Rep. Peterson: Rural America's critical infrastructure needs include broadband, flood control
ST. PAUL-Infrastructure is becoming a Washington, D.C. hot topic.And no one is discussing it more than rural America's lawmakers."A strong rural infrastructure is necessary for our rural areas to remain vital but our rural economy faces unique in...
ST. PAUL-Infrastructure is becoming a Washington, D.C. hot topic.
And no one is discussing it more than rural America's lawmakers.
"A strong rural infrastructure is necessary for our rural areas to remain vital but our rural economy faces unique infrastructure challenges," U.S. Rep. Collin Peterson, D-Minn., said as the House Agriculture Committee discussed the topic on Wednesday, July 19.
Added committee Chairman K. Michael Conaway, R-Texas: "America's heartland deserves to be front-and-center as we look to upgrade our aging infrastructure. From rural broadband to ag research to transportation, rural America faces its own set of challenges and considerations and today's hearing highlighted some of those."
Transportation always comes to mind when infrastructure is mentioned, and it is important to rural America. But it is not just highway transportation for rural residents. Farmers also depend on water transportation to get their products to market, and more and more they need better high-speed internet connections, known as broadband, to compete.
"It's surprising to a lot of folks but broadband access is lacking in many of these areas," Peterson said.
As someone who serves the Red River Valley, Peterson also reminded the committee that flood control is vital in many areas.
"Access to clean water, reliable electricity, state of the art health care services and affordable housing are all necessary for farmers and ranchers to do their jobs and to maintain a certain quality of life in our rural areas," Peterson said.
It is not clear how much say congressional agriculture committees will have in infrastructure plans. It also is not clear what President Donald Trump wants.
He called for a $1 trillion infrastructure effort, with both public and private funds. He said he wants $200 billion spent on transportation in the next 10 years, but details on that and other parts of his plan are scarce.
Minnesotans get a chance to express their views on agriculture-related topics that may be in the next farm bill on Aug. 3, when the committee holds a hearing at Farmfest, near Redwood Falls. The hearing begins at 9:30 a.m.
Rural courts bolstered
Minnesota's Supreme Court chief justice, from rural Minnesota, has announced a plan to keep enough workers in rural parts of the state to allow court offices to remain open.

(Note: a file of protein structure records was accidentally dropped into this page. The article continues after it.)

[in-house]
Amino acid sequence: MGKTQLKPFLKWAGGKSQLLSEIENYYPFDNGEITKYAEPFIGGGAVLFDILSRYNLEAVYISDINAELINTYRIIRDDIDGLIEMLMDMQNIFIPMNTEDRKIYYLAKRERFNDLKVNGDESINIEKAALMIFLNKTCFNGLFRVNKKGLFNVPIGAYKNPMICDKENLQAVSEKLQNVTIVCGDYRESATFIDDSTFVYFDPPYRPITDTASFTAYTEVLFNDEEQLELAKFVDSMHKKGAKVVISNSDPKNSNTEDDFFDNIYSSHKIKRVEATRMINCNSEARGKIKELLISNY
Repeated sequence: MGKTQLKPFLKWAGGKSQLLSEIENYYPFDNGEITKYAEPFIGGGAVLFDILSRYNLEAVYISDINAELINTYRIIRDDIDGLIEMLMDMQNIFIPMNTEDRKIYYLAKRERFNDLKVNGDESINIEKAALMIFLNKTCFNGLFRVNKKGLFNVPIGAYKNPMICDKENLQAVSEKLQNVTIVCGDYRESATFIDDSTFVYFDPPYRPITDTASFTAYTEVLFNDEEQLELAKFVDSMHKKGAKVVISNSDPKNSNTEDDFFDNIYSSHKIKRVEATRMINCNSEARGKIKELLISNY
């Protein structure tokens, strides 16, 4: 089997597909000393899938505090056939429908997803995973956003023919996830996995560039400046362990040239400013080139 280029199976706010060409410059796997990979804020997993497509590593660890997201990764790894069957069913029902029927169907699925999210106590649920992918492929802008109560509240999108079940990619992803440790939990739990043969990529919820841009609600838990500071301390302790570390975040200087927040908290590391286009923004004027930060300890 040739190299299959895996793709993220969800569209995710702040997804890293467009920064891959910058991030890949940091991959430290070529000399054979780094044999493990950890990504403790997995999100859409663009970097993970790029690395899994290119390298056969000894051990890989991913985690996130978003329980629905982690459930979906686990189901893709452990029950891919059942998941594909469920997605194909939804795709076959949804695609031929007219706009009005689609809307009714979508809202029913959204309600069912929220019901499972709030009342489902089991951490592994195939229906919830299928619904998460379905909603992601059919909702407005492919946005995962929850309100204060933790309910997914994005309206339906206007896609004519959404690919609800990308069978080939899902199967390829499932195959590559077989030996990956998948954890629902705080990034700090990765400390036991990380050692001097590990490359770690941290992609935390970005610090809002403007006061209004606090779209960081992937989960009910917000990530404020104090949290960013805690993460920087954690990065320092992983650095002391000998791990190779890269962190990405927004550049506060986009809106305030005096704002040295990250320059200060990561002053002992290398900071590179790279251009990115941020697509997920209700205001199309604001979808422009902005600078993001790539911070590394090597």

Chief Justice Lorie S. Gildea said some duties are being moved to rural court offices, which in some cases deal with few local cases. For instance:
• Lincoln and Pipestone county court offices will take over supporting the Judicial Branch Central Appeals Unit, which now is housed in Hennepin County. The unit is liaison between trial courts and the St. Paul-based Supreme and Appeals courts.
• Processing some child support orders from all 87 counties will move to western Minnesota offices.
• Northwestern Minnesota offices will assume work related to jury qualification and summoning for all 87 district courts.
• Some work in northeastern Minnesota is moving from other courthouses to Lake County, where staff will receive and process all document copy requests for four county courts.
The changes are being made over a few months.
"Through this initiative, we are leveraging new technologies that will allow us to do our work more efficiently, while also making sure all Minnesotans have access to the help they need when facing a legal issue," Gildea said.
Differences among counties are vast. The courts system reports that nearly 500,000 cases were filed in Hennepin County District Court in 2016, and those cases were heard by 62 judges, 16 referees, and five child support magistrates, and processed by hundreds of staff. In many rural counties, court is in session once or twice a week. In 17 county courthouses, there are fewer than two full-time workers.
The changes will ensure "that each courthouse has enough workload to justify at least two full-time staff," the courts reported.
Candidate, chairwoman dating
Republican reaction is mixed over whether it is proper for state Republican Chairman Jennifer Carnahan and GOP congressional candidate Jim Hagedorn to be dating.
Heather Carlson of the Post-Bulletin of Rochester reports that "some potential Republican congressional candidates say they are hesitant to run for the 1st District seat" after learning about the news. Others say it does not matter to them.
Hagedorn confirmed the relationship, while the party chairwoman did not, at least not to Carlson. Some party leaders said she told them about it.
"Carnahan said the state party does not play a role in endorsements for congressional district seats," Carlson reported.
At least 10 others, from both parties, are thinking about getting into the race for the seat being vacated by U.S. Rep. Tim Walz, a Democratic governor candidate.